GOSHEN — Bugs — they’re creepy, they’re crawly, and they’re what people are calling about on the Elkhart County Master Gardener Hotline.
The most common questions in June answered by volunteers on the hotline, operated by the Purdue extension office, had to do with emerald ash borers, aphids and home-invading insects.
Most ash trees in Elkhart County are showing signs of infestation by the emerald ash borer, according to extension educator Jeff Burbrink. Tree canopies are thinning, water sprouts are growing on trunks, and there is damage from woodpeckers as well as holes where the insects are burrowing underneath the bark.
Hotline volunteers have fielded several questions about aphids feeding on plants including fruit trees, tulip trees, maple and oak. While aphids do not necessarily harm the trees, they could make newer leaves unsightly or cause a sticky sap-like material to drip from the trees. If the sap is not washed off, it often turns black because of mold that lives off the sugars in the sap, Burbrink said.
Boxelder bugs, red clover mites and earwigs topped the list of insects that callers reported inside their homes in June. Burbrink, coordinator of the local master gardener program, said most of these tiny invaders can be managed easily with insecticide barrier sprayed around the exterior of houses.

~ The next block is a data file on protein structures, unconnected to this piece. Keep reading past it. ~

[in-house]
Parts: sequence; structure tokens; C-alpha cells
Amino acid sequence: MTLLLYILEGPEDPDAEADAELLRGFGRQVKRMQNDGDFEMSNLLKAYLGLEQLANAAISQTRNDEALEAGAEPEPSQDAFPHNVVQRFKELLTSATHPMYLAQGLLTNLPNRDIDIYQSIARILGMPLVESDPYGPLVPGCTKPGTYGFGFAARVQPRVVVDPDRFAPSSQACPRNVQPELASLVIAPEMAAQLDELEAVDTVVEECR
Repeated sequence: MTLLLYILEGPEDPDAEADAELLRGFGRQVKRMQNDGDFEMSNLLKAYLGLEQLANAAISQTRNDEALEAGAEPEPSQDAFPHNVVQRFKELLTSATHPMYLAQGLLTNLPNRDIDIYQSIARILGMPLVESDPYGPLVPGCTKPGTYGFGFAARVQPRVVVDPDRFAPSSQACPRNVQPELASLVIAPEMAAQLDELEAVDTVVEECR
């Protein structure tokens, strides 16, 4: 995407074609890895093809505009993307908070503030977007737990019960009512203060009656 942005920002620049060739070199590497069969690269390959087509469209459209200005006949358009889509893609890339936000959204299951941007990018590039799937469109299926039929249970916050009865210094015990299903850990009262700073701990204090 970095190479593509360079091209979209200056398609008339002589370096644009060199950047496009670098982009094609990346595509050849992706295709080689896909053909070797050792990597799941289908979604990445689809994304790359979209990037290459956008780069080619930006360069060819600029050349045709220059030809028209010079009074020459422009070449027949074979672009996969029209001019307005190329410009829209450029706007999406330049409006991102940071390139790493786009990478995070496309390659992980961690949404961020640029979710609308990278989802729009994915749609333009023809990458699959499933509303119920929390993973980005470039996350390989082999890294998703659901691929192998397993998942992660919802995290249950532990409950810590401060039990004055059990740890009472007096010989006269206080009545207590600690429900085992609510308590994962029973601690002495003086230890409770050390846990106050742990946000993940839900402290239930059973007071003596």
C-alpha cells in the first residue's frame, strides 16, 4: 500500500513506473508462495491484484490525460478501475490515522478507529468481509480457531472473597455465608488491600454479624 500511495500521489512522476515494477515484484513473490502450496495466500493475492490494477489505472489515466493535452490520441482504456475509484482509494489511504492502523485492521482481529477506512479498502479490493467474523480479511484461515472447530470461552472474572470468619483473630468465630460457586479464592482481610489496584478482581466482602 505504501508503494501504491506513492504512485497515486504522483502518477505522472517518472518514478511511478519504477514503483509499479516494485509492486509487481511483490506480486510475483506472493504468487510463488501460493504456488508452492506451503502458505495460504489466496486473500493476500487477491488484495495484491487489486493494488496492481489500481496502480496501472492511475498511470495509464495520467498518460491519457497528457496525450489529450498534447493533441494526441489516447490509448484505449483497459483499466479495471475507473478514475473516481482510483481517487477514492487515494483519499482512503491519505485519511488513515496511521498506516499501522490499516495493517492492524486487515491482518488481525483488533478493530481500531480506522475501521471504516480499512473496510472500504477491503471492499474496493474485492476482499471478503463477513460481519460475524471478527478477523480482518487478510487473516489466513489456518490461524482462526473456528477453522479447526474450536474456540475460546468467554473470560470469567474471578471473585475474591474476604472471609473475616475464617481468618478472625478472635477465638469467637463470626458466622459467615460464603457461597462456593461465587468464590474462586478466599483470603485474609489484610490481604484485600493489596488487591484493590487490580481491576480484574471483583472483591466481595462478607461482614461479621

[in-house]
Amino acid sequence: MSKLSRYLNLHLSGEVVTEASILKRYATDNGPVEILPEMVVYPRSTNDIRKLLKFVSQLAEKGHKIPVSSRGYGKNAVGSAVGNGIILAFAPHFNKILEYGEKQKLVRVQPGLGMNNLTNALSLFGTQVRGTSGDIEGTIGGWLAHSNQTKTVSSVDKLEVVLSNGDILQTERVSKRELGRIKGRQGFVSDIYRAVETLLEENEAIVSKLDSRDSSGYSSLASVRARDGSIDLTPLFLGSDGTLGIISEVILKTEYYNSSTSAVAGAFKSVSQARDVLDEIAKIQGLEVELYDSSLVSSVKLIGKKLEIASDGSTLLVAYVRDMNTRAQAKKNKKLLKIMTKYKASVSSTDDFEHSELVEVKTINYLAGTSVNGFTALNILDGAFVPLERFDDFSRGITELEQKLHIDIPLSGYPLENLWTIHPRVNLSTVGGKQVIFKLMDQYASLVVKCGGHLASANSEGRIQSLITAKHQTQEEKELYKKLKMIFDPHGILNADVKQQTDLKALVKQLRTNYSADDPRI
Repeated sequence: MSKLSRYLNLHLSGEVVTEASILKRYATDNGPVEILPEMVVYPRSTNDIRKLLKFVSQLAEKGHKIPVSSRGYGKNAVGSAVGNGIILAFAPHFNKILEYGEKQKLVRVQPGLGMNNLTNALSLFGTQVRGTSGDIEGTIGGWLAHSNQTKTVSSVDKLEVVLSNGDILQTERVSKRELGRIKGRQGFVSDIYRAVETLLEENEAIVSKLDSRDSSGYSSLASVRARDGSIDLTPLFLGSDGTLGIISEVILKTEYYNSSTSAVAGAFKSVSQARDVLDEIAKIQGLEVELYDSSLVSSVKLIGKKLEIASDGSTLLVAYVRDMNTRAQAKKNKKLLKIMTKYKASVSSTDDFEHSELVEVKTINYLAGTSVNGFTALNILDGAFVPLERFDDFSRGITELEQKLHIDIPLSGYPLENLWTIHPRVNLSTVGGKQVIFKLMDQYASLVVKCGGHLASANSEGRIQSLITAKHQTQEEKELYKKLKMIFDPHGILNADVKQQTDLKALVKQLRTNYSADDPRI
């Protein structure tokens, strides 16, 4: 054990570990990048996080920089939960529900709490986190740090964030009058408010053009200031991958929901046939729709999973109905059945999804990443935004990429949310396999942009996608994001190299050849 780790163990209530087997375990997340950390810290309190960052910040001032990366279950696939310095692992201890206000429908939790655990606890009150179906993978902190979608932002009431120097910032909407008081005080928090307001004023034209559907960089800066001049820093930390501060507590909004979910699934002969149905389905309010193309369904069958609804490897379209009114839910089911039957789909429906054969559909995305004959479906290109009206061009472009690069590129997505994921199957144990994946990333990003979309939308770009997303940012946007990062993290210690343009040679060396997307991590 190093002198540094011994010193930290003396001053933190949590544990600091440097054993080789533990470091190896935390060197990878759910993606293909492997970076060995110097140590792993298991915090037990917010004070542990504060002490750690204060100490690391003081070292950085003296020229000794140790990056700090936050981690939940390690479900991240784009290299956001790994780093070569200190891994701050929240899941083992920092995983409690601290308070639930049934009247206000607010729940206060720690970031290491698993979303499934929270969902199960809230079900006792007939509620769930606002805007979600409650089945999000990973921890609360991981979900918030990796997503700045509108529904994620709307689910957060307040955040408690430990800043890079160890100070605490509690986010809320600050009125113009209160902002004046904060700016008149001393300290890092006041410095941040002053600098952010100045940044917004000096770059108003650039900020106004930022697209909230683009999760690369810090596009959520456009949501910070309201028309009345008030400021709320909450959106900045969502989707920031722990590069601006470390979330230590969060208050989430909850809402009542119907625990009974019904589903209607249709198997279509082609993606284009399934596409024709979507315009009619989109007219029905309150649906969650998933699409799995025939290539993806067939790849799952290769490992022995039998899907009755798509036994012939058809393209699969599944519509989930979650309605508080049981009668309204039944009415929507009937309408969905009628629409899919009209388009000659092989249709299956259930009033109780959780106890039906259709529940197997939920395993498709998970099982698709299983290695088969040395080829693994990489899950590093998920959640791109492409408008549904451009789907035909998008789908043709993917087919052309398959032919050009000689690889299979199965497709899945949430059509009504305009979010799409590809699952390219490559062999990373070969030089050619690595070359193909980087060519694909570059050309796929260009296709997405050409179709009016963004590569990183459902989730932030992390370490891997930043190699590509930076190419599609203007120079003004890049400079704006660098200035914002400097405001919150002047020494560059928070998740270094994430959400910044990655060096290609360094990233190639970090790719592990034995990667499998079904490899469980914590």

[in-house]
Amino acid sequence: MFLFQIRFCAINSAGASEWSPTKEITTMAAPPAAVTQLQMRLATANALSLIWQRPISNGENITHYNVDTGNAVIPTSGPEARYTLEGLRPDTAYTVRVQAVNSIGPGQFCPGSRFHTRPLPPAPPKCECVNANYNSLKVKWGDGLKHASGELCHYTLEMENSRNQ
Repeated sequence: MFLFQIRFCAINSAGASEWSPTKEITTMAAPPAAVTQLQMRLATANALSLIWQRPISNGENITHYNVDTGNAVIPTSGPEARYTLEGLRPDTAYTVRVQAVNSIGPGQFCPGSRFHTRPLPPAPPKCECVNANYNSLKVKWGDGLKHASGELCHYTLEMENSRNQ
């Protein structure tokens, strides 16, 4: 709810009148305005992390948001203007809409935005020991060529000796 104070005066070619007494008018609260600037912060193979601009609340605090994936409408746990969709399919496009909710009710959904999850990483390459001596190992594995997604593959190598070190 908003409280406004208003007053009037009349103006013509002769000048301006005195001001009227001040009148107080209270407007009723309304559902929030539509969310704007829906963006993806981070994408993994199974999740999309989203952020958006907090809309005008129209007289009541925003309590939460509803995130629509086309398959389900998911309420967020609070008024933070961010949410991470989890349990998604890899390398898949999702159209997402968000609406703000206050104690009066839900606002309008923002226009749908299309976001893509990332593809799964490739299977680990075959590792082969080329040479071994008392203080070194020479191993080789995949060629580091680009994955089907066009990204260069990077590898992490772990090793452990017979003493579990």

Gypsy moths reappeared in Elkhart County in June after not being spotted in large numbers for several years. Small pockets of the pests feeding were reported east of Elkhart and in the New Paris area, Burbrink said.
“When gypsy moth larva near maturity, they have a nasty habit of dropping down from trees in the evening, crawling over everything in sight,” Burbrink said in a news release. “During the day, the caterpillars climb back up the trees. You can often see and hear their droppings falling from the tree as they feed.”
Gypsy moth populations have been nearly non-existent in Elkhart County because of rain storms in late April and early May, according to Burbrink. Wet weather causes newly hatched larva to contract diseases.
Burbrink said gypsy moth larva will soon be creating pupa, a brown cocoon that sticks to anything sitting still like homes, swing sets, grills and firewood. He said people should remove the pupa if possible and to be careful about moving firewood or other objects with pupa to uninfested areas.
“People are the No. 1 way that invading insects move from place to place,” Burbrink said.
To contact the hotline or learn more about the master gardener program, call 533-0554 between 8 a.m. and 4:30 p.m. Monday through Friday.